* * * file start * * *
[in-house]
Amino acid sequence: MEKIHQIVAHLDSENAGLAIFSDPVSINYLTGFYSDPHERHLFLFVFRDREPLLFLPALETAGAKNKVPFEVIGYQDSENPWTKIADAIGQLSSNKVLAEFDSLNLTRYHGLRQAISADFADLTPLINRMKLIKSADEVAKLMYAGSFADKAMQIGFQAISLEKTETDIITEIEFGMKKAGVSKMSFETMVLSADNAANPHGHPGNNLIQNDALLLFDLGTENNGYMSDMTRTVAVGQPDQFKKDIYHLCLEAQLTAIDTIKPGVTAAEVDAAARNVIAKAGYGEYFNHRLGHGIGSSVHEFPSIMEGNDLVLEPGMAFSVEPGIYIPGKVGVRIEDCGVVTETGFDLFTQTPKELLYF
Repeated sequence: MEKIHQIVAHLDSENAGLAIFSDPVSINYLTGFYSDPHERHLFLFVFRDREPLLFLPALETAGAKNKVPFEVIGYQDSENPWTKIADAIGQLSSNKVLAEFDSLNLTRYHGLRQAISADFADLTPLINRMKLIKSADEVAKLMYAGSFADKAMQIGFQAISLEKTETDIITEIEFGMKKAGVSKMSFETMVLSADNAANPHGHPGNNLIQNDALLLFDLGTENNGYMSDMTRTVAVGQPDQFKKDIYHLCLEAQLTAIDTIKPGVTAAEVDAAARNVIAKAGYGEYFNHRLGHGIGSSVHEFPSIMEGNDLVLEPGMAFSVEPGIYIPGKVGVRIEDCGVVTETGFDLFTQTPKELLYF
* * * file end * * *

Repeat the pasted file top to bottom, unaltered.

[in-house]
Amino acid sequence: MEKIHQIVAHLDSENAGLAIFSDPVSINYLTGFYSDPHERHLFLFVFRDREPLLFLPALETAGAKNKVPFEVIGYQDSENPWTKIADAIGQLSSNKVLAEFDSLNLTRYHGLRQAISADFADLTPLINRMKLIKSADEVAKLMYAGSFADKAMQIGFQAISLEKTETDIITEIEFGMKKAGVSKMSFETMVLSADNAANPHGHPGNNLIQNDALLLFDLGTENNGYMSDMTRTVAVGQPDQFKKDIYHLCLEAQLTAIDTIKPGVTAAEVDAAARNVIAKAGYGEYFNHRLGHGIGSSVHEFPSIMEGNDLVLEPGMAFSVEPGIYIPGKVGVRIEDCGVVTETGFDLFTQTPKELLYF
Repeated sequence: MEKIHQIVAHLDSENAGLAIFSDPVSINYLTGFYSDPHERHLFLFVFRDREPLLFLPALETAGAKNKVPFEVIGYQDSENPWTKIADAIGQLSSNKVLAEFDSLNLTRYHGLRQAISADFADLTPLINRMKLIKSADEVAKLMYAGSFADKAMQIGFQAISLEKTETDIITEIEFGMKKAGVSKMSFETMVLSADNAANPHGHPGNNLIQNDALLLFDLGTENNGYMSDMTRTVAVGQPDQFKKDIYHLCLEAQLTAIDTIKPGVTAAEVDAAARNVIAKAGYGEYFNHRLGHGIGSSVHEFPSIMEGNDLVLEPGMAFSVEPGIYIPGKVGVRIEDCGVVTETGFDLFTQTPKELLYF